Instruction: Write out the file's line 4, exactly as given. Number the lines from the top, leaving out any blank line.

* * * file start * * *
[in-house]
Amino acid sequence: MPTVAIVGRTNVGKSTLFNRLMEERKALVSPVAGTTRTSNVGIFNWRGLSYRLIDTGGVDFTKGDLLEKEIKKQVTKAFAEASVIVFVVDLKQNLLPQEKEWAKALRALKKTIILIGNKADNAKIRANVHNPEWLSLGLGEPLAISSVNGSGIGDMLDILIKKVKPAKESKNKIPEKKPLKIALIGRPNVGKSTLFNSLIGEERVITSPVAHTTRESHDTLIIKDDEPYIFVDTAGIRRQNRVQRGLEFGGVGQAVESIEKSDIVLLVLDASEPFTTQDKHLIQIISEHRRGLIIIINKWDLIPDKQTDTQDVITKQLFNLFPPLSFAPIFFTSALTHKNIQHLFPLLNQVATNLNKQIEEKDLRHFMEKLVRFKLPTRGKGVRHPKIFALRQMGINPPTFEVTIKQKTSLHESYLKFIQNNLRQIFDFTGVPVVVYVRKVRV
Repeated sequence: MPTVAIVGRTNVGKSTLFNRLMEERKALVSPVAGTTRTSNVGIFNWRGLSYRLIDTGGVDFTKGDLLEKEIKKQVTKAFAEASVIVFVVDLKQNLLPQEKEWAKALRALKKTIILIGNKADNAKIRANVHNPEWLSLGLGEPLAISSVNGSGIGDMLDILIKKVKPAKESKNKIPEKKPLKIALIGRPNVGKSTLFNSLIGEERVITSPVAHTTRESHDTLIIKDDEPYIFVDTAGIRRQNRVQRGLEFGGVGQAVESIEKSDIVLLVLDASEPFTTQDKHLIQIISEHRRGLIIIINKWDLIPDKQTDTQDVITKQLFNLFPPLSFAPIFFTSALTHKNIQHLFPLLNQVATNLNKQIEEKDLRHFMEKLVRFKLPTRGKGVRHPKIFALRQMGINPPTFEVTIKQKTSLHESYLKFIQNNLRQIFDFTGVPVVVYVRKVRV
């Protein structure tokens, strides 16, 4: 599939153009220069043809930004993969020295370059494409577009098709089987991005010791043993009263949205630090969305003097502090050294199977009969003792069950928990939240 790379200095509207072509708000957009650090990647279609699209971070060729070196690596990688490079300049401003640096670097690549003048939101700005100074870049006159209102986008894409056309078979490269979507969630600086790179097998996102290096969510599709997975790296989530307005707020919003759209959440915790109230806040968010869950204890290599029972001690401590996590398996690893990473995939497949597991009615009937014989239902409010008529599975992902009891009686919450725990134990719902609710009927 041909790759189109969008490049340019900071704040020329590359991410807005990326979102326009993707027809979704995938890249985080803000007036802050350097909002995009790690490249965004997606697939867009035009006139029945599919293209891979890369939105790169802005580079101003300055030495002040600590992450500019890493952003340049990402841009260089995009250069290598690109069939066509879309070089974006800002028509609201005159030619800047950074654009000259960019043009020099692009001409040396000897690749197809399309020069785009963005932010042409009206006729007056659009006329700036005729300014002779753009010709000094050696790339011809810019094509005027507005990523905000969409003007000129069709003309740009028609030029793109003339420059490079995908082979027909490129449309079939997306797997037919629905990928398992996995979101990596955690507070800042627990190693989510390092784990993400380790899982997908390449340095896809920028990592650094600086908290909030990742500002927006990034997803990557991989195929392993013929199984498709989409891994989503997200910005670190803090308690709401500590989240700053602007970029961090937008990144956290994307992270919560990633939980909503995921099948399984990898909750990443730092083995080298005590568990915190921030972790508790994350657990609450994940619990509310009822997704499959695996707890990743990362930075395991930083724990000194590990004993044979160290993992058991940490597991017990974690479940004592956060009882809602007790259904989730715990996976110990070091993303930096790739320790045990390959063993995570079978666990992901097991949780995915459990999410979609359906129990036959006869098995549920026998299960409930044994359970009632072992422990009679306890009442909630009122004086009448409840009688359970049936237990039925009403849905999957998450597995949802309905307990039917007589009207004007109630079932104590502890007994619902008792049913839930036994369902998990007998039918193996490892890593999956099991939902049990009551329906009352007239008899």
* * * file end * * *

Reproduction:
């Protein structure tokens, strides 16, 4: 599939153009220069043809930004993969020295370059494409577009098709089987991005010791043993009263949205630090969305003097502090050294199977009969003792069950928990939240 790379200095509207072509708000957009650090990647279609699209971070060729070196690596990688490079300049401003640096670097690549003048939101700005100074870049006159209102986008894409056309078979490269979507969630600086790179097998996102290096969510599709997975790296989530307005707020919003759209959440915790109230806040968010869950204890290599029972001690401590996590398996690893990473995939497949597991009615009937014989239902409010008529599975992902009891009686919450725990134990719902609710009927 041909790759189109969008490049340019900071704040020329590359991410807005990326979102326009993707027809979704995938890249985080803000007036802050350097909002995009790690490249965004997606697939867009035009006139029945599919293209891979890369939105790169802005580079101003300055030495002040600590992450500019890493952003340049990402841009260089995009250069290598690109069939066509879309070089974006800002028509609201005159030619800047950074654009000259960019043009020099692009001409040396000897690749197809399309020069785009963005932010042409009206006729007056659009006329700036005729300014002779753009010709000094050696790339011809810019094509005027507005990523905000969409003007000129069709003309740009028609030029793109003339420059490079995908082979027909490129449309079939997306797997037919629905990928398992996995979101990596955690507070800042627990190693989510390092784990993400380790899982997908390449340095896809920028990592650094600086908290909030990742500002927006990034997803990557991989195929392993013929199984498709989409891994989503997200910005670190803090308690709401500590989240700053602007970029961090937008990144956290994307992270919560990633939980909503995921099948399984990898909750990443730092083995080298005590568990915190921030972790508790994350657990609450994940619990509310009822997704499959695996707890990743990362930075395991930083724990000194590990004993044979160290993992058991940490597991017990974690479940004592956060009882809602007790259904989730715990996976110990070091993303930096790739320790045990390959063993995570079978666990992901097991949780995915459990999410979609359906129990036959006869098995549920026998299960409930044994359970009632072992422990009679306890009442909630009122004086009448409840009688359970049936237990039925009403849905999957998450597995949802309905307990039917007589009207004007109630079932104590502890007994619902008792049913839930036994369902998990007998039918193996490892890593999956099991939902049990009551329906009352007239008899």